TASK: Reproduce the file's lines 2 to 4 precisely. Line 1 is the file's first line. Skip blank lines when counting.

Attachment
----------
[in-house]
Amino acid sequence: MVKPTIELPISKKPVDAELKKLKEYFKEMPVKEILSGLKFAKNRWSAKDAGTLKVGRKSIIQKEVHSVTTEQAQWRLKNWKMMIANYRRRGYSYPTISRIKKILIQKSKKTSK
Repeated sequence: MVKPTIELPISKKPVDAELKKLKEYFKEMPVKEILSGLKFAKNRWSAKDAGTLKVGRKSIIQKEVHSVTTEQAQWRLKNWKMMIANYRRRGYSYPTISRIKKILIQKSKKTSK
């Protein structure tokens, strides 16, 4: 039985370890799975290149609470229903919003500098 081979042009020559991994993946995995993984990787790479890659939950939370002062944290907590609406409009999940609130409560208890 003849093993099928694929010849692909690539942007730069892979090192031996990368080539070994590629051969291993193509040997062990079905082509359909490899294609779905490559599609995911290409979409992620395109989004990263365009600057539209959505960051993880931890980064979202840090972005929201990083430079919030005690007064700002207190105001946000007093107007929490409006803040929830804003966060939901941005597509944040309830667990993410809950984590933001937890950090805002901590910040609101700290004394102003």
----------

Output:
Amino acid sequence: MVKPTIELPISKKPVDAELKKLKEYFKEMPVKEILSGLKFAKNRWSAKDAGTLKVGRKSIIQKEVHSVTTEQAQWRLKNWKMMIANYRRRGYSYPTISRIKKILIQKSKKTSK
Repeated sequence: MVKPTIELPISKKPVDAELKKLKEYFKEMPVKEILSGLKFAKNRWSAKDAGTLKVGRKSIIQKEVHSVTTEQAQWRLKNWKMMIANYRRRGYSYPTISRIKKILIQKSKKTSK
């Protein structure tokens, strides 16, 4: 039985370890799975290149609470229903919003500098 081979042009020559991994993946995995993984990787790479890659939950939370002062944290907590609406409009999940609130409560208890 003849093993099928694929010849692909690539942007730069892979090192031996990368080539070994590629051969291993193509040997062990079905082509359909490899294609779905490559599609995911290409979409992620395109989004990263365009600057539209959505960051993880931890980064979202840090972005929201990083430079919030005690007064700002207190105001946000007093107007929490409006803040929830804003966060939901941005597509944040309830667990993410809950984590933001937890950090805002901590910040609101700290004394102003």